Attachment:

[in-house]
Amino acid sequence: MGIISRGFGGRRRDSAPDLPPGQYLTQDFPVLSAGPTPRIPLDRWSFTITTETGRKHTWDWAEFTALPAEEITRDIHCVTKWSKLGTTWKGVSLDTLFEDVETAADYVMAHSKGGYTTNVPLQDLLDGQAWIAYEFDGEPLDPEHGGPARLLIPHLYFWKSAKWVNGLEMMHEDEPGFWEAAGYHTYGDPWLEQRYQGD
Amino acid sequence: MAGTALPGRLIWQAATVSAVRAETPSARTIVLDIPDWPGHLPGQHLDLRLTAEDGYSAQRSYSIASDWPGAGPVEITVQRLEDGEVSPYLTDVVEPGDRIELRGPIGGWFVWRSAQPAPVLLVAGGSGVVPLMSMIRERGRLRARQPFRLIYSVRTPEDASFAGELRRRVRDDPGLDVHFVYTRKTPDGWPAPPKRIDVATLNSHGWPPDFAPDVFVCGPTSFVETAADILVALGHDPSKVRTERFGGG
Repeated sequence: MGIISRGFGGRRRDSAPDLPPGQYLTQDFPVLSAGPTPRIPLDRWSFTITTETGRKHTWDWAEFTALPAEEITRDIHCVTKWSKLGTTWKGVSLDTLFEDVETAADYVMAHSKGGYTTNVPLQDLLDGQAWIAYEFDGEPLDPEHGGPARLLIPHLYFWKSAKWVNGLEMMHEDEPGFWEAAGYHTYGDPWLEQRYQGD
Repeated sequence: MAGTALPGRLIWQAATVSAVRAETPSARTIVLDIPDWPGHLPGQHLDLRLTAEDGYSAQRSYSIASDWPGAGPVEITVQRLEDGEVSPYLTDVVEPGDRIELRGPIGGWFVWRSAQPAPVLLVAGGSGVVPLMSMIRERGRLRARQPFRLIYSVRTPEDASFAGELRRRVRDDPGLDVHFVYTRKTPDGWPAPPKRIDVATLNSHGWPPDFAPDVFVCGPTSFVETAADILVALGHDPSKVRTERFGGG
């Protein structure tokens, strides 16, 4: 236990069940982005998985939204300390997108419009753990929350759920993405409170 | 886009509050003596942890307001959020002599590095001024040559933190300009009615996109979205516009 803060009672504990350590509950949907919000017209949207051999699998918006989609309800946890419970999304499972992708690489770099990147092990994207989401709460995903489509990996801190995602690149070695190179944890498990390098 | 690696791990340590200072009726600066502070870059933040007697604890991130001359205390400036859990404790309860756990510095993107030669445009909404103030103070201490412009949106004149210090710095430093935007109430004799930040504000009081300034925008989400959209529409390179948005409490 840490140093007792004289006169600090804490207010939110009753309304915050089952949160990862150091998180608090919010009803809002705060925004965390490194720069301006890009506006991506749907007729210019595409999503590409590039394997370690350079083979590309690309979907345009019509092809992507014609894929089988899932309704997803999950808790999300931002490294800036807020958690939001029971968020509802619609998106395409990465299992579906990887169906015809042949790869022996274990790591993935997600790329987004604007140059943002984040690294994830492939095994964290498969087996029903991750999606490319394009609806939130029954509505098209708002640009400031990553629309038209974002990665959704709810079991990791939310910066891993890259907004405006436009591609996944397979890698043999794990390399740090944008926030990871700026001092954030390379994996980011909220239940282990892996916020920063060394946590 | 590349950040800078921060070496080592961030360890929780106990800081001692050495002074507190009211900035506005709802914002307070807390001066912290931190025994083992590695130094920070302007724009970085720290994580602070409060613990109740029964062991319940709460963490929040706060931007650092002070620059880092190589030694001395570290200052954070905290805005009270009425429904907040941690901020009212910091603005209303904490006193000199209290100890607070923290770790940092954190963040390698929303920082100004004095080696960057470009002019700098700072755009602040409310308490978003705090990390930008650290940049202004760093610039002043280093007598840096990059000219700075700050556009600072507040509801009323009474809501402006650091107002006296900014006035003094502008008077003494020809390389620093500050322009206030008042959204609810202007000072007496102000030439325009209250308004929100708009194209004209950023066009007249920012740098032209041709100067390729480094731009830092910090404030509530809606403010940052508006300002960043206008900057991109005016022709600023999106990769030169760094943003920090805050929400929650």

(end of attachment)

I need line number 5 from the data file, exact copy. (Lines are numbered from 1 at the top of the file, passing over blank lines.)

Repeated sequence: MAGTALPGRLIWQAATVSAVRAETPSARTIVLDIPDWPGHLPGQHLDLRLTAEDGYSAQRSYSIASDWPGAGPVEITVQRLEDGEVSPYLTDVVEPGDRIELRGPIGGWFVWRSAQPAPVLLVAGGSGVVPLMSMIRERGRLRARQPFRLIYSVRTPEDASFAGELRRRVRDDPGLDVHFVYTRKTPDGWPAPPKRIDVATLNSHGWPPDFAPDVFVCGPTSFVETAADILVALGHDPSKVRTERFGGG